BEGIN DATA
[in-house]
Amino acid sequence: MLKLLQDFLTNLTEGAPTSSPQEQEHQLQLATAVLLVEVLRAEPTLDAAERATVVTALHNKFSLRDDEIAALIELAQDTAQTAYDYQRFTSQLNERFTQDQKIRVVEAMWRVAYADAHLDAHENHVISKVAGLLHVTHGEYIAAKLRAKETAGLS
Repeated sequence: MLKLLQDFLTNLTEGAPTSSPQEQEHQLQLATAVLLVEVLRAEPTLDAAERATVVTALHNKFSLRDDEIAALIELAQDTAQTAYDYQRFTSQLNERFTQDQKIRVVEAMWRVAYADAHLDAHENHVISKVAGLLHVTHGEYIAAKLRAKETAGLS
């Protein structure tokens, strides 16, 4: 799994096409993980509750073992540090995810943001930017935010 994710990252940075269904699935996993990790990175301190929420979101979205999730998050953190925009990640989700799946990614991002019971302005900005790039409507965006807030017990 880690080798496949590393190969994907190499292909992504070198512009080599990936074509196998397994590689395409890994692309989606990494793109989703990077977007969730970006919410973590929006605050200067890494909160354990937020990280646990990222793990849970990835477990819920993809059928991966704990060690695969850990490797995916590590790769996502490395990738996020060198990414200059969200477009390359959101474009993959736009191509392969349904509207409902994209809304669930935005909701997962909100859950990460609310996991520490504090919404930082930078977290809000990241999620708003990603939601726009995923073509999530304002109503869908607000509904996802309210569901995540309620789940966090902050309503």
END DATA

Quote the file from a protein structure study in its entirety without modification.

[in-house]
Amino acid sequence: MLKLLQDFLTNLTEGAPTSSPQEQEHQLQLATAVLLVEVLRAEPTLDAAERATVVTALHNKFSLRDDEIAALIELAQDTAQTAYDYQRFTSQLNERFTQDQKIRVVEAMWRVAYADAHLDAHENHVISKVAGLLHVTHGEYIAAKLRAKETAGLS
Repeated sequence: MLKLLQDFLTNLTEGAPTSSPQEQEHQLQLATAVLLVEVLRAEPTLDAAERATVVTALHNKFSLRDDEIAALIELAQDTAQTAYDYQRFTSQLNERFTQDQKIRVVEAMWRVAYADAHLDAHENHVISKVAGLLHVTHGEYIAAKLRAKETAGLS
């Protein structure tokens, strides 16, 4: 799994096409993980509750073992540090995810943001930017935010 994710990252940075269904699935996993990790990175301190929420979101979205999730998050953190925009990640989700799946990614991002019971302005900005790039409507965006807030017990 880690080798496949590393190969994907190499292909992504070198512009080599990936074509196998397994590689395409890994692309989606990494793109989703990077977007969730970006919410973590929006605050200067890494909160354990937020990280646990990222793990849970990835477990819920993809059928991966704990060690695969850990490797995916590590790769996502490395990738996020060198990414200059969200477009390359959101474009993959736009191509392969349904509207409902994209809304669930935005909701997962909100859950990460609310996991520490504090919404930082930078977290809000990241999620708003990603939601726009995923073509999530304002109503869908607000509904996802309210569901995540309620789940966090902050309503």